Saturday, November 24, 2012

Our Latest Trip to Indonesia

Our latest trip to Indonesia began with the required overnight stay in Singapore.  To try something new, we booked a night at the Marina Bay Sands hotel which has one of the world’s most distinctive profiles.  It looks like joined towers that support a big boat on top.  I think it looks gauche and architecturally a disaster. 

However, it has an infinity pool at the top and this was the reason we wanted to stay there.  We check in at 1 AM and are given an upgrade to a huge two room suite with awesome views of the city’s buildings, lights, and water surrounding this city nation.  We had 3 flat-screen TV’s, one for the bath room near the bath tub, a pool table and several over-stuffed chairs and couches and a wall of glass for the view.

 In general, I think Singapore is a bit sterile and this hotel seems to match this soul less aspect.  Because the hotel consists of three towers, the main lobby extends lengthwise to the third tower with the ceiling extending upwards, a good 10 floors with various works of arts hanging down.  Two breakfast areas are also there and we picked one after checking both out.  A wide variety of breakfast food was available and we mixed both western and Asian choices.

After breakfast we went to the boat on top and took some photos of the infinity pool and city views showing a bit of early morning sea mist that had yet to be burned away.  It was impressive.
  We left at noon for the Changi airport and caught an afternoon flight to Jakarta and then transferred to a flight to Denpasar, Bali arriving at the domestic terminal and avoiding the need to visit passport control that was accomplished in Jakarta. 
Again, seeking something new, we splurged and booked at the St. Regis.  I say we, but this is really Judith’s doing and of course I am happy to go along.  We are met at the airport by a driver who shepherds us to a van travelling to the Nusa Dua area and 30 minutes later we are checking in.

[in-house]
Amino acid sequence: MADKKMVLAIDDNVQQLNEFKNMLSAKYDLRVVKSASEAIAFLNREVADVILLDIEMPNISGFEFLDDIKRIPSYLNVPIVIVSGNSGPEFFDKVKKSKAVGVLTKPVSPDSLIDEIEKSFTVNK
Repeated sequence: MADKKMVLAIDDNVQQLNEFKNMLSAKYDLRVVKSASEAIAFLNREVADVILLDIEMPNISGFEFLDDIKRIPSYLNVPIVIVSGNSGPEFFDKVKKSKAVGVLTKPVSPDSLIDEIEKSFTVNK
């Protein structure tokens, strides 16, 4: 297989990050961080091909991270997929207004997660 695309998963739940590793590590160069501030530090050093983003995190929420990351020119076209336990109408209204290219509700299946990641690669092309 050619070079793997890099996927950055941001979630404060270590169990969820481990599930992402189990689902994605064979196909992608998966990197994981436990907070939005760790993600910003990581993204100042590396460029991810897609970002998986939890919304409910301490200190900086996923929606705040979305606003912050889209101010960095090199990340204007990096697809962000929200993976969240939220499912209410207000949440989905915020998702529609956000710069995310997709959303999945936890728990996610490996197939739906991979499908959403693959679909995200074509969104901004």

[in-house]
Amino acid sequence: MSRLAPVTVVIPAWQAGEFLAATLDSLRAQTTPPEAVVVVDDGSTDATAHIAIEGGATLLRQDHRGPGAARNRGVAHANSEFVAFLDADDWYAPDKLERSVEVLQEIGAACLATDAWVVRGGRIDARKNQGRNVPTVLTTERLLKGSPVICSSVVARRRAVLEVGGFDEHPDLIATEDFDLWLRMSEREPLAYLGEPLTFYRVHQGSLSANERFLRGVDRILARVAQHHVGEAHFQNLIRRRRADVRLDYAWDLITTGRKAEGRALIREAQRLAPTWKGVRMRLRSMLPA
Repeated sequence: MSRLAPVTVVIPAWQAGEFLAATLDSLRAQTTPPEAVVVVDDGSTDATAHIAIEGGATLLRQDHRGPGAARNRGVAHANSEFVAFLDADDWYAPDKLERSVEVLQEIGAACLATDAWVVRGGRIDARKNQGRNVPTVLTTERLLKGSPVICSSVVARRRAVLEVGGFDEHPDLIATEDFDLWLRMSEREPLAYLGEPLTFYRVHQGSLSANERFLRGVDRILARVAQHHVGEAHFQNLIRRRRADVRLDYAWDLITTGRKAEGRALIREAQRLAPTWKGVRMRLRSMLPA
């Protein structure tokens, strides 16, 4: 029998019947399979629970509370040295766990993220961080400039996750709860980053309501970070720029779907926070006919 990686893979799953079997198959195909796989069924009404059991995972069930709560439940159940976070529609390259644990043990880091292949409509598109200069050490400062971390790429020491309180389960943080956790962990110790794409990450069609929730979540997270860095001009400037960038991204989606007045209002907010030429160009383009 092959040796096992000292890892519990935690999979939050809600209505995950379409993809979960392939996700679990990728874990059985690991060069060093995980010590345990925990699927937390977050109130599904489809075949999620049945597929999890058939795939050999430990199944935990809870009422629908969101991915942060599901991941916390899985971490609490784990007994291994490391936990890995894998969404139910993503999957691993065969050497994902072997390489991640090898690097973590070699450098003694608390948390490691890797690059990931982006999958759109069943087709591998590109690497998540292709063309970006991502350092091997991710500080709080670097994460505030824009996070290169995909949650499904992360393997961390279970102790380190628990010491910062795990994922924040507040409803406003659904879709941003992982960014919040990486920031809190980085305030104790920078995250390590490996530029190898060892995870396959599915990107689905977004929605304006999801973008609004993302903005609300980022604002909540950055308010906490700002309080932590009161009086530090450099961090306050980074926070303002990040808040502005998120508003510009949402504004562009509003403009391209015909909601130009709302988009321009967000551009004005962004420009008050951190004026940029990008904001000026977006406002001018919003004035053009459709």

The St. Regis is 5 stars all the way and for the next 4 days we enjoy our room, the beach, the Mai Tais, and the food.

We travel twice to our favorite massage place where we are picked up and returned to the hotel.  And no trip to Nusa Dua is complete for us with going to Jimbaran where the sunset beach there is filled with sea food restaurants.  We had a wonderful seafood meal there and watched the sun disappear amid all the people activity.  This is always a treat for us. The beach is close to the airport and as the darkness descends, the airplanes are landing every 5 minutes.


Bali seems to be gaining more and more tourists although few Americans. Many more Japanese, Chinese, Russians, and Aussies can be seen and restaurants are printing menus with these languages added.
Upon checking out we are driven by the hotel to the airport and a hotel employee meets us, takes our bags and guides us to Garuda Airline check in.  As I say, the St. Regis is 5 stars all the way. Of interest is to see the airport at Denpasar is greatly expanding with construction of a new terminal, parking garage, and new roads in and out which are greatly needed.  
After a two hour flight back to Jakarta, we go immediately after landing to the Silver Bird taxi place to avoid the long wait in line.  The Blue Bird taxis are never a bad option as they are metered and both the Silver and Blue Birds are owned by the same company. But the Silver Bird usually provides a van with much more leg room  The typical time to our hotel,  the Grand Hyatt, is about 45 minutes but as with most large Asian cities, the traffic can be beyond belief at times. 
Motorcycles take up about one half of the vehicles and they dart in and out of traffic lanes.  The first few times I was subjected to this kind of traffic, I was constantly watching the traffic as if I was driving and knew that constant vigilance is required and I was tired after an hour or so.  But now, I just relax and rely on the driver to safely bring us to our destination.